Who is experimenting with full electric/electronic deployment?

Discussion in 'Rocketry Electronics and Software' started by Tyler P, Jul 30, 2019.

Help Support The Rocketry Forum by donating:

  1. Jul 30, 2019 #1

    Tyler P

    Tyler P

    Tyler P

    Nom-nom-nom... TRF Supporter

    Joined:
    Oct 2, 2018
    Messages:
    383
    Likes Received:
    112
    Gender:
    Male
    After leafing through Sport Rocketry this month I saw that some are working on electric deployment vs the more traditional bp charges. I have to say that this intrigues me greatly.

    Has anyone started trying electric/electronic separation to deploy drogue chutes and mains instead of charges? I'd like to look into this for duel deploy in the future.
     
    artapplewhite likes this.
  2. Jul 30, 2019 #2

    jnobels

    jnobels

    jnobels

    Well-Known Member

    Joined:
    Feb 11, 2018
    Messages:
    121
    Likes Received:
    17
    For main deployment, I’ve been doing my own servo chute releases for a while. A 9g servo, small sled and an elastic band triggered by a custom altimeter. Very reliable once I got it dialled in.
     
    artapplewhite and Tyler P like this.
  3. Jul 30, 2019 #3

    cerving

    cerving

    cerving

    Owner, Eggtimer Rocketry TRF Sponsor TRF Supporter

    Joined:
    Feb 3, 2012
    Messages:
    3,106
    Likes Received:
    272
    For very high altitude flights, a trapdoor would be a good option. The trick is making it fit well enough and venting the parachute bay properly so that it doesn't pop open prematurely. FYI, the Eggtimer Classic, Quantum, and Proton all support servos natively, with no additional driver circuitry.
     
    artapplewhite and Tyler P like this.
  4. Jul 30, 2019 #4

    Tyler P

    Tyler P

    Tyler P

    Nom-nom-nom... TRF Supporter

    Joined:
    Oct 2, 2018
    Messages:
    383
    Likes Received:
    112
    Gender:
    Male
    I think I'm going to go the eggtimer route and try to do dual-deploy without bp. I have some ideas bouncing around my head for a bungee eject, which should be pretty simple to do.
     
    artapplewhite likes this.
  5. Aug 13, 2019 #5

    djmartins

    djmartins

    djmartins

    Active Member

    Joined:
    Jun 12, 2019
    Messages:
    26
    Likes Received:
    5
    Gender:
    Male
    Sounds like an improvement on BP.
     
    artapplewhite likes this.
  6. Aug 13, 2019 #6

    Nytrunner

    Nytrunner

    Nytrunner

    Master of Rivets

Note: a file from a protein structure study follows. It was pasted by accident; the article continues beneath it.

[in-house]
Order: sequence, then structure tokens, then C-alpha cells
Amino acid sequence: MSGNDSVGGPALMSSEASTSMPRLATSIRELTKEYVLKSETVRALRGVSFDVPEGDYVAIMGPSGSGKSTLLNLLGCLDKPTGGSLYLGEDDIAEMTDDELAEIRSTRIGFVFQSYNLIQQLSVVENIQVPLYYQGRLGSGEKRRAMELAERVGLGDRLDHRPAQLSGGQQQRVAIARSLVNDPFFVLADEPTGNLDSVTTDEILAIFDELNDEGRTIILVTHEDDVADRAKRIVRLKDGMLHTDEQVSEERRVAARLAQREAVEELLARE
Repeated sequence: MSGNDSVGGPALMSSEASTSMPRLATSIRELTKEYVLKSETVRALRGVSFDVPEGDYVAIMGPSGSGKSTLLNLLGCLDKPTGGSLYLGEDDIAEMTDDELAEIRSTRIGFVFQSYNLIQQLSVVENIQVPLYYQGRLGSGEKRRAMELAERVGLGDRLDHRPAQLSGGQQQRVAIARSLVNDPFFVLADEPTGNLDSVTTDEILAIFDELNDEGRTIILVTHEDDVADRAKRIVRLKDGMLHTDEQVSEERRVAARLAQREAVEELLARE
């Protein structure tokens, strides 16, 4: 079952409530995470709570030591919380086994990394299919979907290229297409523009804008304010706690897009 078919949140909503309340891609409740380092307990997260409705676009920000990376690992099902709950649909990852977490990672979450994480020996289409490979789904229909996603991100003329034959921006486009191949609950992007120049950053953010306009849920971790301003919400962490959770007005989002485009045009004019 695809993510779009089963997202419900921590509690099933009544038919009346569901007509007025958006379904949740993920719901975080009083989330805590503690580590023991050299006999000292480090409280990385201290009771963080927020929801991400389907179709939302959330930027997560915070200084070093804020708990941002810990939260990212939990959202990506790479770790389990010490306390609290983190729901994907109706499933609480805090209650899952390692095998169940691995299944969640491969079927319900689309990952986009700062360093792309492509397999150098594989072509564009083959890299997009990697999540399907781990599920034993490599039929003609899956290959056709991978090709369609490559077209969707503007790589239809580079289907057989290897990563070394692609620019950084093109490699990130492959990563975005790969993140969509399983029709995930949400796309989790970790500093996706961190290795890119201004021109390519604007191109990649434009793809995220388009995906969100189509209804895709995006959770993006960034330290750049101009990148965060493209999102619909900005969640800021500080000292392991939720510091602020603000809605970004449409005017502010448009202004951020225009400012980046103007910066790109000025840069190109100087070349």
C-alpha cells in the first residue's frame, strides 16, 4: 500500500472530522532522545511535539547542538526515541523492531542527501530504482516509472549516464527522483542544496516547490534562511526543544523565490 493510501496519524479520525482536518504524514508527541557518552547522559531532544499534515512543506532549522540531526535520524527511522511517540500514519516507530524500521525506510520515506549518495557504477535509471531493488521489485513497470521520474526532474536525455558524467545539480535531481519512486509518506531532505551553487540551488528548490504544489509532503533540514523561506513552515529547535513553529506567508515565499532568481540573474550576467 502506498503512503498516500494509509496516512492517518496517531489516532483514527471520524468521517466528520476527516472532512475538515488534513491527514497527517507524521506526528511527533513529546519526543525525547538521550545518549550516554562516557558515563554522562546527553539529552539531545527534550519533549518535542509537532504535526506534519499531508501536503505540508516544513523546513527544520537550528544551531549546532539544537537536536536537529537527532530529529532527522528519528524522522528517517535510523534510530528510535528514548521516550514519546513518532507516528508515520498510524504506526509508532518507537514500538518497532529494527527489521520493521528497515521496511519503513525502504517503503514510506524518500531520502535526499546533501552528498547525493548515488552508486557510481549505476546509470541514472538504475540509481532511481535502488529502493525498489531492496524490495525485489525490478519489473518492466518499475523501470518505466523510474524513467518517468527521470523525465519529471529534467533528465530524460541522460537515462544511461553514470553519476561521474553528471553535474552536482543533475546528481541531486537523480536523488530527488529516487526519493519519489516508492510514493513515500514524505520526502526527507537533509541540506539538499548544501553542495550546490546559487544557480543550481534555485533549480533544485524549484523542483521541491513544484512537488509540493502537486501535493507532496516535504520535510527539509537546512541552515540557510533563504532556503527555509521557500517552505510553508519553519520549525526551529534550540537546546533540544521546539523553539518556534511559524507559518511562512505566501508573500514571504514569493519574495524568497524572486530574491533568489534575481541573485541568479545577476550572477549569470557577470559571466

Joined:
    Oct 15, 2016
    Messages:
    4,730
    Likes Received:
    914
    Gender:
    Male
    Location:
    Huntsville AL
    Will this method break up the rocket's form factor?

    If a drogue fouls or tangles, at least the rocket is broken and no longer ballistic. If a trapdoor or rubberband snags and the chute doesn't come out, you still have a projectile with much higher terminal velocity
     
    artapplewhite likes this.
  7. Aug 14, 2019 #7

    Tyler P

    Tyler P

    Tyler P

    Nom-nom-nom... TRF Supporter

    Joined:
    Oct 2, 2018
    Messages:
    383
    Likes Received:
    112
    Gender:
    Male
    I would think you could potentially have a BP charge not separate a rocket as well, although it's definitely a more proven method.

    What I'd like to try is an elastic-powered ejection to separate and a chute release to unfurl the chute. I have an unbuilt Estes Argent that I might give it a go with.

    I envision it as being a chute release kind of pin system using a tight elastic pulled like a slingshot inside the rocket with the laundry loaded on a small sled, maybe even on an internal rail system. Using an altimeter, or accelerometer, trigger the sled to launch at apogee either at altitude or reduction in acceleration. The force of the sled is what would separate the rocket and potentially release a drogue, and then the chute release would do the rest of the job unfurling the chute.

    I think the key would be making sure the rocket halves are loose-ish, being held together with the force of the bungee sled launcher, and designing the sled to come out with enough speed to pop the upper half off easily.

    The larger the scale of the rocket, the harder it would be to make it work due to the need for much larger bands/bungees but I think I could make it work on a 3" rocket.

    Definitely doable for mid-power and probably L1 high-power.
     
    artapplewhite likes this.
  8. Aug 14, 2019 #8

    Nytrunner

    Nytrunner

    Nytrunner

    Master of Rivets

    Joined:
    Oct 15, 2016
    Messages:
    4,730
    Likes Received:
    914
    Gender:
    Male
    Location:
    Huntsville AL
    Interesting. Anything with catapult in the name is worth pursuing in my opinion.

    Are you thinking of pre-loading the spring unit outside the rocket, then hooking it up to the shock cord and inserting it in the airframe? At a small rocket size that could be generally harmless, but you're still holding an appreciable amount of stored energy.
     
  9. Aug 14, 2019 #9

    prfesser

    prfesser

    prfesser

    Lifetime Supporter TRF Lifetime Supporter

    Joined:
    May 7, 2017
    Messages:
    606
    Likes Received:
    335
    Location:
    Murray, KY